Conservation group sues U.S. Army Corps of Engineers for polluting river, killing salmon

Columbia Riverkeeper filed the lawsuit last week. It claims the U.S. Army Corps of Engineers is dumping hot water and toxic oils into the river.

Back in July, KGW saw underwater video of salmon in the Little White Salmon River where it meets up with the Columbia. The video shows sockeye salmon covered in lesions and fungus — the result of water that was 71 degrees Fahrenheit.

According to the Oregon Department of Fish and Wildlife, salmon exposed to water above 68 degrees Fahrenheit have an increased risk of stress, disease and death.

“The salmon are becoming sick and diseased and dying,” said Brett VandenHeuval, the executive director of Columbia Riverkeeper, the group that took the video.

Columbia Riverkeeper has long maintained that the large reservoirs behind the dams along the lower Columbia are to blame, in part, for the warmer river water.

The U.S. Army Corps of Engineers owns and operates the dams. Clean Water Act permits would require the agency to reduce heat and other types of pollution from the dams, but the Corps does not have those permits.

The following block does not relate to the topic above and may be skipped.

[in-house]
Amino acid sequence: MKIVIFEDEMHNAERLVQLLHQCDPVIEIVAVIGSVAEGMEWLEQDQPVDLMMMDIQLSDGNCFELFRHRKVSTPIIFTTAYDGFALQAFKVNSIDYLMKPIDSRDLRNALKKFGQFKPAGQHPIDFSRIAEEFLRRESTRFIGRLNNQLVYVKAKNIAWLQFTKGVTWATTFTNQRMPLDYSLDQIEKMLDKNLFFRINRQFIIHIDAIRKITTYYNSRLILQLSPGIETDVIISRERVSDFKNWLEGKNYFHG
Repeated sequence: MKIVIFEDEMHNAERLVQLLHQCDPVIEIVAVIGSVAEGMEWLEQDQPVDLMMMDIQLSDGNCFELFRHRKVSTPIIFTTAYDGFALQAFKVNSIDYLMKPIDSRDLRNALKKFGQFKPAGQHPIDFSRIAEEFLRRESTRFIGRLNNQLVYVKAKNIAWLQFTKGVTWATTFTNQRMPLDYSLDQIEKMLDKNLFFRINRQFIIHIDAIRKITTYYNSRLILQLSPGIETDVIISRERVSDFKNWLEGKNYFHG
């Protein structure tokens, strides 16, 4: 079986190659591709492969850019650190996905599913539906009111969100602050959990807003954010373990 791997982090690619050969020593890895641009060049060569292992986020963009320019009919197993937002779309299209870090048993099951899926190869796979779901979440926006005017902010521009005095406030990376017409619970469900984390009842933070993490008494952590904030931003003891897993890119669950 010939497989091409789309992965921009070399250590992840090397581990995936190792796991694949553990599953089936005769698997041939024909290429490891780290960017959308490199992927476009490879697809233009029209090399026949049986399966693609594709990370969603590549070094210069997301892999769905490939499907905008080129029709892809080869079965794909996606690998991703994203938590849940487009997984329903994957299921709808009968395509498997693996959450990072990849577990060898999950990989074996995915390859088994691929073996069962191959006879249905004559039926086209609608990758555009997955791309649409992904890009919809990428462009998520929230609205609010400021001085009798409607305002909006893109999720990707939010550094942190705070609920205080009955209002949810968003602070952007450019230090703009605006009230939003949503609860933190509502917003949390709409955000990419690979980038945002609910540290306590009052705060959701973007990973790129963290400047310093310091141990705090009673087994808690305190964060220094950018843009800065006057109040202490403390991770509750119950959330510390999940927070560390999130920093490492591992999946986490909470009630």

“Any facility that discharges into a water body has to have a permit, just like any other factory. The Army Corps, though, does not. They are discharging completely illegally,” said VandenHuevel.

“We’ve been actively working towards obtaining them… They have just not been issued to us at this point,” said Matt Rabe, a spokesman for the Corps.

Rabe said the agency takes its Clean Water Act obligations very seriously and is working to find solutions to improve water quality while also providing hydropower to the region.

“Dams are a carbon-free source of energy and they are a major source of power for the entire Pacific Northwest,” said Rabe.

According to the lawsuit, back in 2015, more than 277,000 sockeye — about 55% of the total run returning from the ocean — died in the Columbia and Snake rivers due to warm water temperatures that year.

The Corps said it’s working on solutions to protect the fish, but Columbia Riverkeeper wants it to act fast.

“We think the Army Corps needs to take action now, before it’s too late,” said VandenHuevel. “Before certain runs go extinct.”

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